In Cuba we have suffered for decades an ideological apartheid that segregates citizens into two camps: “revolutionaries” and “worms.”
By Yunior Garcia Aguilera (14ymedio)
HAVANA TIMES – On June 22, 1990, before the United Nations, Nelson Mandela firmly demanded that the sanctions against Pretoria be maintained. The African leader wondered what mistake had been made to allow a country with apartheid to be seated after the Universal Declaration of Human Rights or the Nuremberg Trials. He strongly urged that the measures not be relaxed until the crime is stopped.
In Cuba we have suffered for decades an ideological apartheid that segregates citizens into two camps: “revolutionaries” and “worms.” Those who have been pigeonholed in the second group have suffered imprisonment, physical and psychological torture, persecution, acts of repudiation, exclusion, censorship, harassment, separation from their jobs or expulsion from their places of study, forced expatriation and even death.
The historical amnesia that they try to impose on us from the propaganda machine cannot erase horrendous memories such as the shootings, the UMAP (Military Production Aid Units), the ’parameterization’, the sinking of the tugboat March 13 or the combat order of July 11 of last year, where the “revolutionaries” obtained a license to stone, beat or shoot at the demonstrators.
There are testimonies that claim that several public health centers were instructed to deny medical assistance to those they considered “worms.” The irrefutable mark of that apartheid that we suffer is summarized in the phrase that affirms that the streets, the common space, belong only to the ethnic group that carries the revolutionary gene in its cells.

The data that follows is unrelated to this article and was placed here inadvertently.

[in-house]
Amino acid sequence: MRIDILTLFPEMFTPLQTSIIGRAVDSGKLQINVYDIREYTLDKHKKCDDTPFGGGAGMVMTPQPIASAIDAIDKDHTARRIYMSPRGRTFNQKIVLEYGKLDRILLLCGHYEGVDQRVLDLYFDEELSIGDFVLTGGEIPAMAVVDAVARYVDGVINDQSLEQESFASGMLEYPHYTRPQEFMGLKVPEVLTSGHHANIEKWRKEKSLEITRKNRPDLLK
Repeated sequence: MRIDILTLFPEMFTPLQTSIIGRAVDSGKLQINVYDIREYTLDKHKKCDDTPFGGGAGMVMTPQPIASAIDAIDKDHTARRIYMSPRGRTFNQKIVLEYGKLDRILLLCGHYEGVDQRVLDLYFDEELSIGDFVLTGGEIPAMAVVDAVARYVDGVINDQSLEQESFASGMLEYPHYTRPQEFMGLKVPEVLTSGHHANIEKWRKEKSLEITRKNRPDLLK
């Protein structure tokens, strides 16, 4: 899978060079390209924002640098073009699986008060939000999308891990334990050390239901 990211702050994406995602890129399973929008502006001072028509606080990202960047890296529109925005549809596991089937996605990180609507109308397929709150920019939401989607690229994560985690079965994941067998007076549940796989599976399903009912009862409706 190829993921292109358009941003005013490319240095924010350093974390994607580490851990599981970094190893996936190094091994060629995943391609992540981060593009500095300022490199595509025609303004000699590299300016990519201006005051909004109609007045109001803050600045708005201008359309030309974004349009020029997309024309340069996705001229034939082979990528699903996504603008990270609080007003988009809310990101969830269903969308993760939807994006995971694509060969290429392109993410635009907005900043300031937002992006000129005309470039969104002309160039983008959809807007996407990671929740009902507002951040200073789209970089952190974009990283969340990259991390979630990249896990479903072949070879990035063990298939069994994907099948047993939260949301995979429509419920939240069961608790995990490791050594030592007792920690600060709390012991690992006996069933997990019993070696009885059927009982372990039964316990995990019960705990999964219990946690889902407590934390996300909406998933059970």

The accession of Miguel Díaz-Canel to the one-party throne has been a huge setback for the aspirations of citizens in areas such as freedom of expression, pluralism, social participation, rights, economic prosperity or democratic changes. Today, a generation without charisma, mediocre to the core, lacking legitimacy or historical weight, clings to the reins of power. The current leadership knows that it no longer has the support of the majority, and the panic of suffering the same fate as Nicolae Ceausescu is reflected on their faces.
That’s why they quickly resort to the club and the gag. That’s why they keep the largest number of political prisoners behind bars in all of Latin America and see young people as a major danger. That’s why they unanimously approve a reactionary, cowardly and medieval Criminal Code. That’s why they include penalties of up to ten years in prison for the crime of treason that not even contemporary monarchies have taken so far.
It’s a fact that the majority in Cuba is already fed up with the dictatorship and want change. Opinion is divided into how and where. Many were optimistic when Obama decided to try a new strategy, defrosting tensions and trying to empower the private sector on the island. Trump returned to ice and aggressive speech. Now Biden zigzags between isolation and the relaxation of sanctions.
But beyond the leaders’ back and forth is a population of 11 million trapped in hopelessness, misery, impotence and fear. That same citizenry that erupted on June 11 today finds no choice but to sell everything, grab a backpack and cross borders. Although the ruling press says with cynicism that Cubans go to Nicaragua to contemplate the lava of the Masaya volcano, we all know that the stampede advances much further north.
The regime, an expert in turning its defeats into victories, has always used migratory waves for a triple purpose. First, the exodus serves as an exhaust valve to release internal pressure. Second, migration crises are used as weapons to put anyone sitting in the White House on the ropes. These frequent exoduses have almost always been the responsibility of Democratic administrations. Lyndon B. Johnson naively believed that the quarter of a million Cubans who left through Camarioca and the Puente Aéreo could return to Cuba in a short time.
Jimmy Carter lost the 1980 elections, among other things, due to the bad press that exaggeratedly reported the exodus of the Mariel Boatlift. Clinton had to set up the Guantanamo Naval Base as a temporary refuge to avoid a collapse in south Florida, during the Rafter Crisis. But the third and most Machiavellian use of migration by the regime is to convert exile into economic investment. Every Cuban who flees becomes a potential sender of hard-currency remittances.
The vaunted national sovereignty is nothing more than a mirage, a kidnapping, a fallacy.